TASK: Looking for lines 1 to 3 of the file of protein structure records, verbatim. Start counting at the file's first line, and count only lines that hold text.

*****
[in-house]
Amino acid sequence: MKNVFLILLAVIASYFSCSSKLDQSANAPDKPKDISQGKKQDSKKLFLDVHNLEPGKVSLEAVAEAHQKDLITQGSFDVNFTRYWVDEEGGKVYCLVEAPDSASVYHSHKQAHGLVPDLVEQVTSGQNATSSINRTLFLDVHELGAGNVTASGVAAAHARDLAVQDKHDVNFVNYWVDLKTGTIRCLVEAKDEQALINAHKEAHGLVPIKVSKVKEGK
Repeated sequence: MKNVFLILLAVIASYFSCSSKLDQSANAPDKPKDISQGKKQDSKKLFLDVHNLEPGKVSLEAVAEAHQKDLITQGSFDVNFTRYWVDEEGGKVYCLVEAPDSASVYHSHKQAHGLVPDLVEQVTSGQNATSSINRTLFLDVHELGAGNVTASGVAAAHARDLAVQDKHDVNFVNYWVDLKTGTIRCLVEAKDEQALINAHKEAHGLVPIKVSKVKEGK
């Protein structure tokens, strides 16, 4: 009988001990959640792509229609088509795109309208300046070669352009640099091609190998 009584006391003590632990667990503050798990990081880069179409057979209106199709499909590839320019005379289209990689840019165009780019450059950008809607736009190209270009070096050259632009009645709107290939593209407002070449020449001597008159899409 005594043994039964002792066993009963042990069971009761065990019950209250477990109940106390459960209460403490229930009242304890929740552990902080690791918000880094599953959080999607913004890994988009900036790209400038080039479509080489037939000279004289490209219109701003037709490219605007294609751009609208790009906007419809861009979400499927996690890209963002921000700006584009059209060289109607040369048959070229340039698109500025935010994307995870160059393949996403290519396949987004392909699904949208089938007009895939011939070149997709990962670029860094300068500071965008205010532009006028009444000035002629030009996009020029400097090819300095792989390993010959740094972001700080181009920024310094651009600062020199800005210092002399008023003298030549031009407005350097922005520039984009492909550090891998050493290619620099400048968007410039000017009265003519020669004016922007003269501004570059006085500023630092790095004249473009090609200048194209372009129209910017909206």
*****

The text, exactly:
[in-house]
Amino acid sequence: MKNVFLILLAVIASYFSCSSKLDQSANAPDKPKDISQGKKQDSKKLFLDVHNLEPGKVSLEAVAEAHQKDLITQGSFDVNFTRYWVDEEGGKVYCLVEAPDSASVYHSHKQAHGLVPDLVEQVTSGQNATSSINRTLFLDVHELGAGNVTASGVAAAHARDLAVQDKHDVNFVNYWVDLKTGTIRCLVEAKDEQALINAHKEAHGLVPIKVSKVKEGK
Repeated sequence: MKNVFLILLAVIASYFSCSSKLDQSANAPDKPKDISQGKKQDSKKLFLDVHNLEPGKVSLEAVAEAHQKDLITQGSFDVNFTRYWVDEEGGKVYCLVEAPDSASVYHSHKQAHGLVPDLVEQVTSGQNATSSINRTLFLDVHELGAGNVTASGVAAAHARDLAVQDKHDVNFVNYWVDLKTGTIRCLVEAKDEQALINAHKEAHGLVPIKVSKVKEGK